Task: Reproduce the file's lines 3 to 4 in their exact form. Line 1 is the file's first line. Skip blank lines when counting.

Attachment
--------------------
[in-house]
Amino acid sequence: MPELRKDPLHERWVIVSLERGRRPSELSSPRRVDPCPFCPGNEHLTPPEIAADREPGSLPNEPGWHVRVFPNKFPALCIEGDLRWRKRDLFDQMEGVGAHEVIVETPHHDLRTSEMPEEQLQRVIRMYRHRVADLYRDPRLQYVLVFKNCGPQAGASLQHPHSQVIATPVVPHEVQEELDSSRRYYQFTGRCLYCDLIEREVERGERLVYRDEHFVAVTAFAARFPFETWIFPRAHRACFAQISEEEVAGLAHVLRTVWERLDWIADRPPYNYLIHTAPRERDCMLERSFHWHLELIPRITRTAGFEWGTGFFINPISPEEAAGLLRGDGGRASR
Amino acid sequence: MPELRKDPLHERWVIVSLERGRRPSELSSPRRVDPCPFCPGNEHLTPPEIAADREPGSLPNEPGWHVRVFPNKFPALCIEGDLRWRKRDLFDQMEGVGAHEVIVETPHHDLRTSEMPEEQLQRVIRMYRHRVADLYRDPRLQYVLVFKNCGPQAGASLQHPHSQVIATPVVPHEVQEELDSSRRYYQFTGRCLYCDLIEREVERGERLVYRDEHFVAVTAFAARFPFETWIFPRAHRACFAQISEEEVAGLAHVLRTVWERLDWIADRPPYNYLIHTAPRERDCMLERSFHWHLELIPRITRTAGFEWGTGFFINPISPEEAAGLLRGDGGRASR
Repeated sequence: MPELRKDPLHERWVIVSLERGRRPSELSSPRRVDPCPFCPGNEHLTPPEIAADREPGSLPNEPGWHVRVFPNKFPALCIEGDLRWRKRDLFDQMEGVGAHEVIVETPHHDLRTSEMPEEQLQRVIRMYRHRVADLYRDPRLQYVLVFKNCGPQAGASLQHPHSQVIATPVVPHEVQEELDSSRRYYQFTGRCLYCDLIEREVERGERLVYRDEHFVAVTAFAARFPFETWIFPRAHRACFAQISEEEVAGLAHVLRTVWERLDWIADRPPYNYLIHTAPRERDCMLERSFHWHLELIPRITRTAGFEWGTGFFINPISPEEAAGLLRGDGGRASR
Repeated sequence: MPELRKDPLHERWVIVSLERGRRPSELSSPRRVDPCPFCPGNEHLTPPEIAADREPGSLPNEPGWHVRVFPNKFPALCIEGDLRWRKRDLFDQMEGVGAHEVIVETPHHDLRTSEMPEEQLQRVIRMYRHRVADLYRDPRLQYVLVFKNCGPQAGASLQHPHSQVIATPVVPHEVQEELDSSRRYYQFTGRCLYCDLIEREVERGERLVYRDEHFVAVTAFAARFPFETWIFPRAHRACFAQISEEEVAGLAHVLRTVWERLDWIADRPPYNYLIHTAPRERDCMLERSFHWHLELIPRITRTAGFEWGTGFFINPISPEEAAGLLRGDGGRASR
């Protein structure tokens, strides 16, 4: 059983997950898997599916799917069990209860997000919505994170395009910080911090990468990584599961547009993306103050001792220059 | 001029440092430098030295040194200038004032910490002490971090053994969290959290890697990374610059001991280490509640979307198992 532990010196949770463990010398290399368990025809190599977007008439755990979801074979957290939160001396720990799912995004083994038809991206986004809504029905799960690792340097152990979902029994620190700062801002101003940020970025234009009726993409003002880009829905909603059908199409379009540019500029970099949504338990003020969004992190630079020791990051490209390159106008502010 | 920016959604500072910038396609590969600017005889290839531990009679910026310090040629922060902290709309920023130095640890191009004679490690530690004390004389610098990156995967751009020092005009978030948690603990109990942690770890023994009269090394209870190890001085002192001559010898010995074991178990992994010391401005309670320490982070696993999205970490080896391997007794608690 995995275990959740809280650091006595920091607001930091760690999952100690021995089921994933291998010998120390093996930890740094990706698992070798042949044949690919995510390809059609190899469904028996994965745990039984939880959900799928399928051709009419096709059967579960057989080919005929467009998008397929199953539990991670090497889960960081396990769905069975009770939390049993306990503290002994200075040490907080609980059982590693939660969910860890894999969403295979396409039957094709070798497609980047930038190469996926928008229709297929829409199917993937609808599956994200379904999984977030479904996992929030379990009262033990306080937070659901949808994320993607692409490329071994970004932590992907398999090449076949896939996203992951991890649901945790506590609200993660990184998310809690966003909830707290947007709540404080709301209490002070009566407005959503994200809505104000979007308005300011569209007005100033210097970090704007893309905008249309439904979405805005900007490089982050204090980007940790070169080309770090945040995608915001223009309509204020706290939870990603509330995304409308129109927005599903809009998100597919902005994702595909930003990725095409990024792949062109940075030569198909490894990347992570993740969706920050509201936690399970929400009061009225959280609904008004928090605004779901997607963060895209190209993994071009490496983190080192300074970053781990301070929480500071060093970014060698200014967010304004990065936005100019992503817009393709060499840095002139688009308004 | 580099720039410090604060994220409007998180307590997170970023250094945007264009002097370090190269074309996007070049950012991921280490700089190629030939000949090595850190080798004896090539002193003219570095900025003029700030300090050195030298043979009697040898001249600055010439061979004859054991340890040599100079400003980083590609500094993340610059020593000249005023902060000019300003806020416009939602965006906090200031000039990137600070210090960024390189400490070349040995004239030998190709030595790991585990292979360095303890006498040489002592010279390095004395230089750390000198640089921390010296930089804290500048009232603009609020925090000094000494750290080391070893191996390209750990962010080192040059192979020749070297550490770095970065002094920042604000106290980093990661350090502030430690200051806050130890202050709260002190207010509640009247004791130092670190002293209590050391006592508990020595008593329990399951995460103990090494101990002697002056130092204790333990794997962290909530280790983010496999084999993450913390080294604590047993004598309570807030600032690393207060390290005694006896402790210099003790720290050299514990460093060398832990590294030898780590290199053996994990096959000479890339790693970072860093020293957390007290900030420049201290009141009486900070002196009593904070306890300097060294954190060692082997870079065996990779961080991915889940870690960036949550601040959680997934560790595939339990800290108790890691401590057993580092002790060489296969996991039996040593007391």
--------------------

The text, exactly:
Amino acid sequence: MPELRKDPLHERWVIVSLERGRRPSELSSPRRVDPCPFCPGNEHLTPPEIAADREPGSLPNEPGWHVRVFPNKFPALCIEGDLRWRKRDLFDQMEGVGAHEVIVETPHHDLRTSEMPEEQLQRVIRMYRHRVADLYRDPRLQYVLVFKNCGPQAGASLQHPHSQVIATPVVPHEVQEELDSSRRYYQFTGRCLYCDLIEREVERGERLVYRDEHFVAVTAFAARFPFETWIFPRAHRACFAQISEEEVAGLAHVLRTVWERLDWIADRPPYNYLIHTAPRERDCMLERSFHWHLELIPRITRTAGFEWGTGFFINPISPEEAAGLLRGDGGRASR
Repeated sequence: MPELRKDPLHERWVIVSLERGRRPSELSSPRRVDPCPFCPGNEHLTPPEIAADREPGSLPNEPGWHVRVFPNKFPALCIEGDLRWRKRDLFDQMEGVGAHEVIVETPHHDLRTSEMPEEQLQRVIRMYRHRVADLYRDPRLQYVLVFKNCGPQAGASLQHPHSQVIATPVVPHEVQEELDSSRRYYQFTGRCLYCDLIEREVERGERLVYRDEHFVAVTAFAARFPFETWIFPRAHRACFAQISEEEVAGLAHVLRTVWERLDWIADRPPYNYLIHTAPRERDCMLERSFHWHLELIPRITRTAGFEWGTGFFINPISPEEAAGLLRGDGGRASR